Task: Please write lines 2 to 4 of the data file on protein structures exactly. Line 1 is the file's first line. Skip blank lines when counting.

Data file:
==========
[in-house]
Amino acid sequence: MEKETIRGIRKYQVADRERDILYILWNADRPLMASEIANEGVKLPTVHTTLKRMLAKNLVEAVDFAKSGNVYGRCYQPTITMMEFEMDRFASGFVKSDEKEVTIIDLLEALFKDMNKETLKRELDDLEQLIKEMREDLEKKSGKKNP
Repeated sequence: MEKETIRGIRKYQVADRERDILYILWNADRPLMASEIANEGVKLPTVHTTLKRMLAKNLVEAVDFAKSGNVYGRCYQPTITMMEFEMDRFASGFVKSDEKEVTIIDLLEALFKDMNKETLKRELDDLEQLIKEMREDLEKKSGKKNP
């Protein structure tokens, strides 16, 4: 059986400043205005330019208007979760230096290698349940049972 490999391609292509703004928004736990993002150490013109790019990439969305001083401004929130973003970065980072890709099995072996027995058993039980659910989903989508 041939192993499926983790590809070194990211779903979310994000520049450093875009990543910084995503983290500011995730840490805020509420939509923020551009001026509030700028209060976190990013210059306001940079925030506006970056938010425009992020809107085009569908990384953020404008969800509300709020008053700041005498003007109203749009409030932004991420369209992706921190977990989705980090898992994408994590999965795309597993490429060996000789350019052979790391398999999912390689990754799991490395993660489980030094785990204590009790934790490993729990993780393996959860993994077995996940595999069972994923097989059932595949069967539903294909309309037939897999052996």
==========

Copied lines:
Amino acid sequence: MEKETIRGIRKYQVADRERDILYILWNADRPLMASEIANEGVKLPTVHTTLKRMLAKNLVEAVDFAKSGNVYGRCYQPTITMMEFEMDRFASGFVKSDEKEVTIIDLLEALFKDMNKETLKRELDDLEQLIKEMREDLEKKSGKKNP
Repeated sequence: MEKETIRGIRKYQVADRERDILYILWNADRPLMASEIANEGVKLPTVHTTLKRMLAKNLVEAVDFAKSGNVYGRCYQPTITMMEFEMDRFASGFVKSDEKEVTIIDLLEALFKDMNKETLKRELDDLEQLIKEMREDLEKKSGKKNP
């Protein structure tokens, strides 16, 4: 059986400043205005330019208007979760230096290698349940049972 490999391609292509703004928004736990993002150490013109790019990439969305001083401004929130973003970065980072890709099995072996027995058993039980659910989903989508 041939192993499926983790590809070194990211779903979310994000520049450093875009990543910084995503983290500011995730840490805020509420939509923020551009001026509030700028209060976190990013210059306001940079925030506006970056938010425009992020809107085009569908990384953020404008969800509300709020008053700041005498003007109203749009409030932004991420369209992706921190977990989705980090898992994408994590999965795309597993490429060996000789350019052979790391398999999912390689990754799991490395993660489980030094785990204590009790934790490993729990993780393996959860993994077995996940595999069972994923097989059932595949069967539903294909309309037939897999052996």